Review: South Bend at Gilded Balloon at the Museum
South Bend, Gilded Balloon at the Museum, 13-27 Aug (not 14, 21), 3pm
“Trust me,” South Bend’s writer and lead, Martin McCormick begins the show. In a world full of deceptions, lies and ‘fake news’ it’s hard to trust anything or anyone these days. South Bend is a show based around these deceptions; it explores how people and the media can deceive you and distort your perception of something, how people can deceive you to further their own agenda, and how your culture and surroundings can deceive you and what you perceive as normal.
It follows the autobiographical tale of McCormick’s relationship with America. He travels there as an exchange student, and then again later, returning to visit his girlfriend, but his infatuation is started in adolescence, as he is fed the golden images of the States via TV programmes. Here, the audience is reminded of their own nostalgic infatuation as images of the likes of The Fresh Prince of Bel Air and Happy Days are flashed on a screen. South Bend then develops into a coming-of-age tale as McCormick transfers to California as a student and is treated as the interesting new ‘exotic’ foreigner – a very alien concept to your average Scotsman.
The show continues and reaches its turning point after Martin returns to Scotland before abruptly travelling back to America, this time to South Bend, Indiana, following an unfortunate incident. The main deceptions in the show now develop; his girlfriend isn’t the same person he knew, he isn’t the ‘exotic’ stranger in a foreign land, and there is a massive culture shock between what he knew and Scotland and what faces him in the Midwest.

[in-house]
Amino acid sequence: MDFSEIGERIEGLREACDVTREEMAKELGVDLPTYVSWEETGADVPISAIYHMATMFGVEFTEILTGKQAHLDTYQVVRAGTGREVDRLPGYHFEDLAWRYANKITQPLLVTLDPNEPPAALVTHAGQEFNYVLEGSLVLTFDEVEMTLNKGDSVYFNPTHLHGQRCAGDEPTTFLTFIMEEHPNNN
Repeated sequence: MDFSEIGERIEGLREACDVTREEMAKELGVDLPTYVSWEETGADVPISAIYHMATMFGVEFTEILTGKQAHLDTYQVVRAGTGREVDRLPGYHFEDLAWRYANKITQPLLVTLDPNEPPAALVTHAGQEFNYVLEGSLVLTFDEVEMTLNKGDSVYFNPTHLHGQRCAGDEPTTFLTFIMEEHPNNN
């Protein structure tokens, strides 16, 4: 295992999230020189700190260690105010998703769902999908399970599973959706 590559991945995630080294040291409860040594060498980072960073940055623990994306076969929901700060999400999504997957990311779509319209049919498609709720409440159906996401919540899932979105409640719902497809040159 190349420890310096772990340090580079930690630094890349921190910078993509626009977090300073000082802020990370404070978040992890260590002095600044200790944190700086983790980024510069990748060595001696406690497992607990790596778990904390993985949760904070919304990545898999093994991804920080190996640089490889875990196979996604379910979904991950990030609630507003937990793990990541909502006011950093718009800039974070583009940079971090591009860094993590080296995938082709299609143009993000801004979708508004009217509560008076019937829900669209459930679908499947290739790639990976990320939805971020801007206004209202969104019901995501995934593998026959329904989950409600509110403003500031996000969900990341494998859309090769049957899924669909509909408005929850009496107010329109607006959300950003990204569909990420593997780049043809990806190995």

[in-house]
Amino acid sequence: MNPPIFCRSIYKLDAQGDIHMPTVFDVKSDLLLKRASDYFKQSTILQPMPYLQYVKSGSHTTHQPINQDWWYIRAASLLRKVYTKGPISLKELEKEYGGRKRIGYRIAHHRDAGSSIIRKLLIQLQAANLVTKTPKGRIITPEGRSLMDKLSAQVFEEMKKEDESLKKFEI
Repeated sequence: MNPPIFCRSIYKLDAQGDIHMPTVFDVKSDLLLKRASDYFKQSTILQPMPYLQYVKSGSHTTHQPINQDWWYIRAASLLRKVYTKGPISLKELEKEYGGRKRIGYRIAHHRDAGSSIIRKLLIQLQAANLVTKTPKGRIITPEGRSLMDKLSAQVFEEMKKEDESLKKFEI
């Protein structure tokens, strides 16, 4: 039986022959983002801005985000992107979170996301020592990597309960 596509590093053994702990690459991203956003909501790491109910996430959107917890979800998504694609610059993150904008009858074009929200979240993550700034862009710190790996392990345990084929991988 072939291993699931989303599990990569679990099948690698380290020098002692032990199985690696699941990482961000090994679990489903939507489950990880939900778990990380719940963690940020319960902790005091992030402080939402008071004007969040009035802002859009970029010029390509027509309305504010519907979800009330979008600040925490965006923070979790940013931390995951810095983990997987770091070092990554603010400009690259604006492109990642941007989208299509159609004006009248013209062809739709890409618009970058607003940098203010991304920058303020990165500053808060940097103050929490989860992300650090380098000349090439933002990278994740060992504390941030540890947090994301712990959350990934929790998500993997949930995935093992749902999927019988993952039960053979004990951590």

South Bend is a clever show that balances theatre, comedy, American extravagance and melodrama, Scottish cynicism and delivers it in a neatly packaged hour full of fantastic performances and impressive technical feats. McCormick delivers a powerful, empathetic narration while co-star Jess Chanliau morphs herself into every other character seamlessly. Especially impressive (as a sound graduate I was geeking out pretty hard) is David A. Pollock’s live sound tech-ing and Foley’s performance as he creates and triggers the sound effects throughout the show. Some moments feel a bit forced or out of place, like a rant on modern American politics and a joke ripped straight out of Martin McDonagh’s In Bruges, however as a whole South Bend is a fully entertaining show with strong performances throughout.